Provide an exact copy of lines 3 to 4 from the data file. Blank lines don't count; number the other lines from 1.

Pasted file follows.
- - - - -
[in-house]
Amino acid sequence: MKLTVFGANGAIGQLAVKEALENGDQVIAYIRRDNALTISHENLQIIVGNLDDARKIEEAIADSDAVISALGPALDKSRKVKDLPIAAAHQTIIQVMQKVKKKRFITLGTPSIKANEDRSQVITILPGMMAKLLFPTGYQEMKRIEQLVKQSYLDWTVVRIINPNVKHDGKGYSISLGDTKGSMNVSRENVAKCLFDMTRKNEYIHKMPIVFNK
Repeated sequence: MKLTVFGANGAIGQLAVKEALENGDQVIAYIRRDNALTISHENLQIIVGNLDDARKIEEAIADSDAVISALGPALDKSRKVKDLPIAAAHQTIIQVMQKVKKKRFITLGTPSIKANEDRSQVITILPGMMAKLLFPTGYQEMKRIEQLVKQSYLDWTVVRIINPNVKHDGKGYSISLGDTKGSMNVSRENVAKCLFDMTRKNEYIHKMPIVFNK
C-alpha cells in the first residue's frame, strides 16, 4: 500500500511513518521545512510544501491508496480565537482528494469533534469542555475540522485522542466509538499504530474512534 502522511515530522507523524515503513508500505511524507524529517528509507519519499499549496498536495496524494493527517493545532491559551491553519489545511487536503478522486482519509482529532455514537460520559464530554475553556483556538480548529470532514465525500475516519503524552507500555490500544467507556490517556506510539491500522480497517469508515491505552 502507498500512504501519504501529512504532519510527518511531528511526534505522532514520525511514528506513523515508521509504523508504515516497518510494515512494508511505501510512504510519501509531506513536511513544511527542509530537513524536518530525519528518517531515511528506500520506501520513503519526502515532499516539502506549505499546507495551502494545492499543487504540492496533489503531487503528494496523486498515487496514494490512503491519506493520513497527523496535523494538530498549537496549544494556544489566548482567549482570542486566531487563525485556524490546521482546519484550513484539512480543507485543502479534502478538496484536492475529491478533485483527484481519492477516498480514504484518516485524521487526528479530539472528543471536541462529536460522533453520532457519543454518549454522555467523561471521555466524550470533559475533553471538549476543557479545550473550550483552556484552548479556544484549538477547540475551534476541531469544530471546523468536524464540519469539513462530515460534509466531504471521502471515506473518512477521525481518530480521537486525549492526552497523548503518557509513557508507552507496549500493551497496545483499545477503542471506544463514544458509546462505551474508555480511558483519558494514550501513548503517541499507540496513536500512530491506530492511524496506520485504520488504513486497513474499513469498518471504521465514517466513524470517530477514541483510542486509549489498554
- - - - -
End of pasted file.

Repeated sequence: MKLTVFGANGAIGQLAVKEALENGDQVIAYIRRDNALTISHENLQIIVGNLDDARKIEEAIADSDAVISALGPALDKSRKVKDLPIAAAHQTIIQVMQKVKKKRFITLGTPSIKANEDRSQVITILPGMMAKLLFPTGYQEMKRIEQLVKQSYLDWTVVRIINPNVKHDGKGYSISLGDTKGSMNVSRENVAKCLFDMTRKNEYIHKMPIVFNK
C-alpha cells in the first residue's frame, strides 16, 4: 500500500511513518521545512510544501491508496480565537482528494469533534469542555475540522485522542466509538499504530474512534 502522511515530522507523524515503513508500505511524507524529517528509507519519499499549496498536495496524494493527517493545532491559551491553519489545511487536503478522486482519509482529532455514537460520559464530554475553556483556538480548529470532514465525500475516519503524552507500555490500544467507556490517556506510539491500522480497517469508515491505552 502507498500512504501519504501529512504532519510527518511531528511526534505522532514520525511514528506513523515508521509504523508504515516497518510494515512494508511505501510512504510519501509531506513536511513544511527542509530537513524536518530525519528518517531515511528506500520506501520513503519526502515532499516539502506549505499546507495551502494545492499543487504540492496533489503531487503528494496523486498515487496514494490512503491519506493520513497527523496535523494538530498549537496549544494556544489566548482567549482570542486566531487563525485556524490546521482546519484550513484539512480543507485543502479534502478538496484536492475529491478533485483527484481519492477516498480514504484518516485524521487526528479530539472528543471536541462529536460522533453520532457519543454518549454522555467523561471521555466524550470533559475533553471538549476543557479545550473550550483552556484552548479556544484549538477547540475551534476541531469544530471546523468536524464540519469539513462530515460534509466531504471521502471515506473518512477521525481518530480521537486525549492526552497523548503518557509513557508507552507496549500493551497496545483499545477503542471506544463514544458509546462505551474508555480511558483519558494514550501513548503517541499507540496513536500512530491506530492511524496506520485504520488504513486497513474499513469498518471504521465514517466513524470517530477514541483510542486509549489498554